Assessing Attitudes About Violence Toward Animals: Public Opinion Poll Results From Texas

Scott Vollum, Sam Houston State University
Dennis Longmire, Sam Houston State University
Jacqueline K. Buffington-Vollum, Sam Houston State University

Non-human animals are a relatively ignored population of victims in criminological research. Despite a growing body of evidence linking animal cruelty to violence toward humans and increasing knowledge of the undue pain and suffering that animals experience at the hands of humans, research on such crimes is severely lacking. In this study, public attitudes about violence against animals and the criminal justice response to such acts are examined. Included as part of the annual Texas Crime Poll, in which a state-wide representative sample was employed, questions specifically gauging the perceived severity of numerous violent acts against non-human animals as well as the preferred criminal justice response were asked via questionnaires distributed by mail to 750 households. A descriptive analysis is presented and factors related to attitudes about violence toward animals are examined and discussed. Finally, the relationship between attitudes toward animal cruelty and general attitudes toward violence is examined.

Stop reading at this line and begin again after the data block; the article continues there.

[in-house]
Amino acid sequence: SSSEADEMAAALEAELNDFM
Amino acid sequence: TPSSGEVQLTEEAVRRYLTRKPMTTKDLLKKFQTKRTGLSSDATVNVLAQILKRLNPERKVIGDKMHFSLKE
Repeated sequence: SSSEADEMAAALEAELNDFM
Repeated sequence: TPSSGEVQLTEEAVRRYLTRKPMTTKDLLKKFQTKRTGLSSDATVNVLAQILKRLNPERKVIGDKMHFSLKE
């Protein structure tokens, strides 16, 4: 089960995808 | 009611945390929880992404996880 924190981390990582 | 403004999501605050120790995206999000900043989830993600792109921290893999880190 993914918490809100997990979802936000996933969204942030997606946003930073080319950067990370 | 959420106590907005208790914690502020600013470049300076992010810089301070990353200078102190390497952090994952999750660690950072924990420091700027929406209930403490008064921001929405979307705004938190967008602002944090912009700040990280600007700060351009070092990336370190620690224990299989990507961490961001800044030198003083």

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Updated 05/20/2006